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14 August 2015

(originally published in the Queenwood newsletter)




I recently read Evelyn Waugh’s autobiography “A Little Learning”.  Evelyn Waugh, a famous English writer, best known for novels such as “Brideshead Revisited”, began writing his autobiography shortly before his death, when he was in his early sixties.  Sadly he was unable to finish it, but this slim book contains memories spanning his childhood as well as school and university education.  “Brideshead Revisited” is influenced by his time at Oxford University and probably one of the few novels that has been made into a TV adaptation even better and more beautiful than the book it is based on – a series that captures perfectly this intricate story of friendship and one young man’s desperate search for his own identity.


Searching for one’s own identity is a key part of growing up, and very often teenage brains struggle in the course of this process.  “A Little Learning” describes, amongst other things, the young Evelyn during his years as a boarder at Lancing College – then and now a prestigious English public school.  He was 13 when he started at that school, and he was thoroughly miserable:  “I find it quite impossible to identify myself with the lonely schoolboy of this chill time.  I was, for example, morbidly afraid of being in any way conspicuous.  It was the function of the head of the House Room to distribute letters.  I received rather more than most and once or twice they were tossed to me with a slight asperity: ‘Another one for Waugh.’  This was enough for me to ask my father to write less often although his letters were a delight for me. (. . .) I did not admire the other boys.  I did not want to be like them.  But, in contradiction, I wanted to be one of them.  I had no aspirations to excel, still less to lead; I simply longed to remain myself and yet be accepted as one of the distasteful mob.  I cannot explain it, but I think this is what I felt.  Perhaps I may have exaggerated the dislike in which I was held, but I do know that on Sunday afternoons, when the House Room was put out of bounds for two hours and we were sent out to the downs in our straw hats and black coats, I often found myself walking alone or obliged to make a rendezvous with some equally unpopular boy in another House.”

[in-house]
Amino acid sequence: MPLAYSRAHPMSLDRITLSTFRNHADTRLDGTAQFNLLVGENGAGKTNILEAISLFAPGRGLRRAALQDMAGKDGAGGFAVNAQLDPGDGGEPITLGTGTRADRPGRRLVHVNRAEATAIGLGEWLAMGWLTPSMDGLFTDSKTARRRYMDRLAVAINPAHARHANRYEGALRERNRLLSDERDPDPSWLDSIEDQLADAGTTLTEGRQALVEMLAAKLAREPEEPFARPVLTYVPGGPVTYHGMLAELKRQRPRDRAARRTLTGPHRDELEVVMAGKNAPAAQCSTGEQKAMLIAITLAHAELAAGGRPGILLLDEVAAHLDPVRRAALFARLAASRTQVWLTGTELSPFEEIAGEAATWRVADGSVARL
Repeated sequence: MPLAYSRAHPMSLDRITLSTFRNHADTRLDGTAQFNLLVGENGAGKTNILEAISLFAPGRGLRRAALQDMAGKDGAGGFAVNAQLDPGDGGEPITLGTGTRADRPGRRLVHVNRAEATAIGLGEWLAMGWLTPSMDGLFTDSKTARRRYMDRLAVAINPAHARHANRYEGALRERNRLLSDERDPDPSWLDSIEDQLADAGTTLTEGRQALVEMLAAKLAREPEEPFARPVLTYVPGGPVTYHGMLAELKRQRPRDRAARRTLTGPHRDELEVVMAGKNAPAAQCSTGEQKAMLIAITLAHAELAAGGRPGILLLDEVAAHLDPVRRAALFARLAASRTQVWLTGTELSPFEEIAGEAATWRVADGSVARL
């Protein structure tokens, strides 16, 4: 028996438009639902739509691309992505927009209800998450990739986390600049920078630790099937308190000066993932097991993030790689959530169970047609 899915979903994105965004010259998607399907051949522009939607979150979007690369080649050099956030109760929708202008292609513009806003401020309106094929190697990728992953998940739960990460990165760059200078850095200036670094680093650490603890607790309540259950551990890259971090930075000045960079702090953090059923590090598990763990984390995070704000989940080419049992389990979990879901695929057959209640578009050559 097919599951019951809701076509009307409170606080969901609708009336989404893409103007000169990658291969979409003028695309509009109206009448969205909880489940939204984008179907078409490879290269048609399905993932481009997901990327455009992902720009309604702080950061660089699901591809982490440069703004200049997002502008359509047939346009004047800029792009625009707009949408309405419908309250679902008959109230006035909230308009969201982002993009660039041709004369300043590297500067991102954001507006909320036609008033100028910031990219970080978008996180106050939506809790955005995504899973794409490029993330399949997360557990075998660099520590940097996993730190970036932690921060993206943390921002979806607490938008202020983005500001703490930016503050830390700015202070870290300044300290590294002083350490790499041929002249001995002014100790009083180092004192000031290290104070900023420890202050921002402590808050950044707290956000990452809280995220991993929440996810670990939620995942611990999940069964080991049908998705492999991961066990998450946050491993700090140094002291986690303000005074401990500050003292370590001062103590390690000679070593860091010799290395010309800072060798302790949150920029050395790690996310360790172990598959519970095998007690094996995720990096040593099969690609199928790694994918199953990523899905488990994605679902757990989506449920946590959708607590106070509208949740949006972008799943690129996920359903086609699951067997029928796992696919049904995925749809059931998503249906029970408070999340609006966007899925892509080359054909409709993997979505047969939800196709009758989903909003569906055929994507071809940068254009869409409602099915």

We are talking here about the period of the First World War, and a time during which British boarding schools were austere places, often ruled by power-hungry and sadistic prefects and sadly devoid of any notion of pastoral care, let alone anti-bullying strategies and policies.  However, when I read the above paragraph again, I had to ask myself how much really has changed where loneliness is concerned.  School policies and strong pastoral care systems can help a lot, but there is one thing that they do not always succeed in: they do not always manage to engineer friendships.  There are strategies to help, but at every school I have worked at I have spoken to unhappy children who were desperately keen to stay true to themselves, desperately keen to uphold the values they had been brought up with, yet desperately lonely and unhappy because they simply could not find true friendship or like-minded soulmates amongst their peers, which led them to question their own worth and identity. 


There are probably a small number of children at every school who dread times such as morning and lunch breaks because they feel they don’t have anybody to talk to.  They feel they have nobody who welcomes them into their circle, who wants to sit with them, who wants to eat their lunch with them.  At the end of lessons they have nobody who waits for them, who makes them feel special, who wants to hang out with them.  And apart from educating the girls through pastoral care programs to be kind to each other, to look out for each other, to be inclusive, there are limits to what a school can do to help a lonely young person find the friend she so deeply longs for.